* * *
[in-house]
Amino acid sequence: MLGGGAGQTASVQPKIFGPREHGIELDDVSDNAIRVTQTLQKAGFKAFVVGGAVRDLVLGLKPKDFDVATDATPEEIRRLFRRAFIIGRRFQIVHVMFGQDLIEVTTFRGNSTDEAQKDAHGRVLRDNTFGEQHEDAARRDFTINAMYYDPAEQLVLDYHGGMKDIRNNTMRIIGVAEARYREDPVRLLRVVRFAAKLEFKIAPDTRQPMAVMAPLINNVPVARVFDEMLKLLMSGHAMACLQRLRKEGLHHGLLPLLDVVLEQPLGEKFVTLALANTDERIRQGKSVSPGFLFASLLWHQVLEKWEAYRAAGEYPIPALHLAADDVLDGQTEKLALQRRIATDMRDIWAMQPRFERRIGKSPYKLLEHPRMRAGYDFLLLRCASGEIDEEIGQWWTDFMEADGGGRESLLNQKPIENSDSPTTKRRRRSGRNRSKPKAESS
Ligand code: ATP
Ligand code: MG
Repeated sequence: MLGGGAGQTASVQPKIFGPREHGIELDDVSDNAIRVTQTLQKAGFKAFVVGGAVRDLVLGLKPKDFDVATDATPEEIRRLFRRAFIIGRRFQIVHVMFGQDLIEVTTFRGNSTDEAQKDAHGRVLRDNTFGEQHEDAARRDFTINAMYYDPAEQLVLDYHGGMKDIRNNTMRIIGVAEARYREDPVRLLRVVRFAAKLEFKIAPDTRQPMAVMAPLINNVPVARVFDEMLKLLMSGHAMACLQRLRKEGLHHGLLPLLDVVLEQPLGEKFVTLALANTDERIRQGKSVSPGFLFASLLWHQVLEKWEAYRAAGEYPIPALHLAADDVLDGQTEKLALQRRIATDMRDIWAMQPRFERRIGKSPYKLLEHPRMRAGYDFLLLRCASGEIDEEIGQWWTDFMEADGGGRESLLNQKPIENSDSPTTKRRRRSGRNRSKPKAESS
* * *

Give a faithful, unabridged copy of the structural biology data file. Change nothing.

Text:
[in-house]
Amino acid sequence: MLGGGAGQTASVQPKIFGPREHGIELDDVSDNAIRVTQTLQKAGFKAFVVGGAVRDLVLGLKPKDFDVATDATPEEIRRLFRRAFIIGRRFQIVHVMFGQDLIEVTTFRGNSTDEAQKDAHGRVLRDNTFGEQHEDAARRDFTINAMYYDPAEQLVLDYHGGMKDIRNNTMRIIGVAEARYREDPVRLLRVVRFAAKLEFKIAPDTRQPMAVMAPLINNVPVARVFDEMLKLLMSGHAMACLQRLRKEGLHHGLLPLLDVVLEQPLGEKFVTLALANTDERIRQGKSVSPGFLFASLLWHQVLEKWEAYRAAGEYPIPALHLAADDVLDGQTEKLALQRRIATDMRDIWAMQPRFERRIGKSPYKLLEHPRMRAGYDFLLLRCASGEIDEEIGQWWTDFMEADGGGRESLLNQKPIENSDSPTTKRRRRSGRNRSKPKAESS
Ligand code: ATP
Ligand code: MG
Repeated sequence: MLGGGAGQTASVQPKIFGPREHGIELDDVSDNAIRVTQTLQKAGFKAFVVGGAVRDLVLGLKPKDFDVATDATPEEIRRLFRRAFIIGRRFQIVHVMFGQDLIEVTTFRGNSTDEAQKDAHGRVLRDNTFGEQHEDAARRDFTINAMYYDPAEQLVLDYHGGMKDIRNNTMRIIGVAEARYREDPVRLLRVVRFAAKLEFKIAPDTRQPMAVMAPLINNVPVARVFDEMLKLLMSGHAMACLQRLRKEGLHHGLLPLLDVVLEQPLGEKFVTLALANTDERIRQGKSVSPGFLFASLLWHQVLEKWEAYRAAGEYPIPALHLAADDVLDGQTEKLALQRRIATDMRDIWAMQPRFERRIGKSPYKLLEHPRMRAGYDFLLLRCASGEIDEEIGQWWTDFMEADGGGRESLLNQKPIENSDSPTTKRRRRSGRNRSKPKAESS